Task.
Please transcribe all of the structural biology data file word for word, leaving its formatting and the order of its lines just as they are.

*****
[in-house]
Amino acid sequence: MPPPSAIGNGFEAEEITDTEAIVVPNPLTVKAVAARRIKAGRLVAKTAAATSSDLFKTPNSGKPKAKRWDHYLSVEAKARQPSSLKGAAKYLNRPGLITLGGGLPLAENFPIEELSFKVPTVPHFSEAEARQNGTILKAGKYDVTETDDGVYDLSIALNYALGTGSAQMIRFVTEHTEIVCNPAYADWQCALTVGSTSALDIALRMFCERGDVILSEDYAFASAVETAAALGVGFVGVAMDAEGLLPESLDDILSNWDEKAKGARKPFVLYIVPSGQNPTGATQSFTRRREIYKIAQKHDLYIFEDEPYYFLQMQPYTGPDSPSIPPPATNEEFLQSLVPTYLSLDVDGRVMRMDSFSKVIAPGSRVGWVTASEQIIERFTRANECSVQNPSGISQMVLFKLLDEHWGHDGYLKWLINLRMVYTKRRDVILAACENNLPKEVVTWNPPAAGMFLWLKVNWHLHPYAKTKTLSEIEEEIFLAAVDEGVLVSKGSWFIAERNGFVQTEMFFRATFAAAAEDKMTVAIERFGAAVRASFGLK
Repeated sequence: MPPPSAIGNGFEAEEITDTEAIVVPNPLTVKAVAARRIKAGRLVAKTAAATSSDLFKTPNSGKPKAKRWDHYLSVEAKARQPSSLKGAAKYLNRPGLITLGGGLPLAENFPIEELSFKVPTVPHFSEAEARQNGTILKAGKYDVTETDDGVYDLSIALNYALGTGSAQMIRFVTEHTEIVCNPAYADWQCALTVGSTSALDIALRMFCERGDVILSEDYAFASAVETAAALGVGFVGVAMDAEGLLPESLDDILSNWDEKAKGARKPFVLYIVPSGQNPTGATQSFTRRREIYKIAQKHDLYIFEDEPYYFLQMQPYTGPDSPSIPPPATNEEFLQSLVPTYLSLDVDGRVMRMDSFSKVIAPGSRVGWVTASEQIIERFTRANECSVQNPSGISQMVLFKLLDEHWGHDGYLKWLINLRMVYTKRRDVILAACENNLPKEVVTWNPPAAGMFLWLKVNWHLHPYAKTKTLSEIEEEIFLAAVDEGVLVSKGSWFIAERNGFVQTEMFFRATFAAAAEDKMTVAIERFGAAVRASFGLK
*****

[in-house]
Amino acid sequence: MPPPSAIGNGFEAEEITDTEAIVVPNPLTVKAVAARRIKAGRLVAKTAAATSSDLFKTPNSGKPKAKRWDHYLSVEAKARQPSSLKGAAKYLNRPGLITLGGGLPLAENFPIEELSFKVPTVPHFSEAEARQNGTILKAGKYDVTETDDGVYDLSIALNYALGTGSAQMIRFVTEHTEIVCNPAYADWQCALTVGSTSALDIALRMFCERGDVILSEDYAFASAVETAAALGVGFVGVAMDAEGLLPESLDDILSNWDEKAKGARKPFVLYIVPSGQNPTGATQSFTRRREIYKIAQKHDLYIFEDEPYYFLQMQPYTGPDSPSIPPPATNEEFLQSLVPTYLSLDVDGRVMRMDSFSKVIAPGSRVGWVTASEQIIERFTRANECSVQNPSGISQMVLFKLLDEHWGHDGYLKWLINLRMVYTKRRDVILAACENNLPKEVVTWNPPAAGMFLWLKVNWHLHPYAKTKTLSEIEEEIFLAAVDEGVLVSKGSWFIAERNGFVQTEMFFRATFAAAAEDKMTVAIERFGAAVRASFGLK
Repeated sequence: MPPPSAIGNGFEAEEITDTEAIVVPNPLTVKAVAARRIKAGRLVAKTAAATSSDLFKTPNSGKPKAKRWDHYLSVEAKARQPSSLKGAAKYLNRPGLITLGGGLPLAENFPIEELSFKVPTVPHFSEAEARQNGTILKAGKYDVTETDDGVYDLSIALNYALGTGSAQMIRFVTEHTEIVCNPAYADWQCALTVGSTSALDIALRMFCERGDVILSEDYAFASAVETAAALGVGFVGVAMDAEGLLPESLDDILSNWDEKAKGARKPFVLYIVPSGQNPTGATQSFTRRREIYKIAQKHDLYIFEDEPYYFLQMQPYTGPDSPSIPPPATNEEFLQSLVPTYLSLDVDGRVMRMDSFSKVIAPGSRVGWVTASEQIIERFTRANECSVQNPSGISQMVLFKLLDEHWGHDGYLKWLINLRMVYTKRRDVILAACENNLPKEVVTWNPPAAGMFLWLKVNWHLHPYAKTKTLSEIEEEIFLAAVDEGVLVSKGSWFIAERNGFVQTEMFFRATFAAAAEDKMTVAIERFGAAVRASFGLK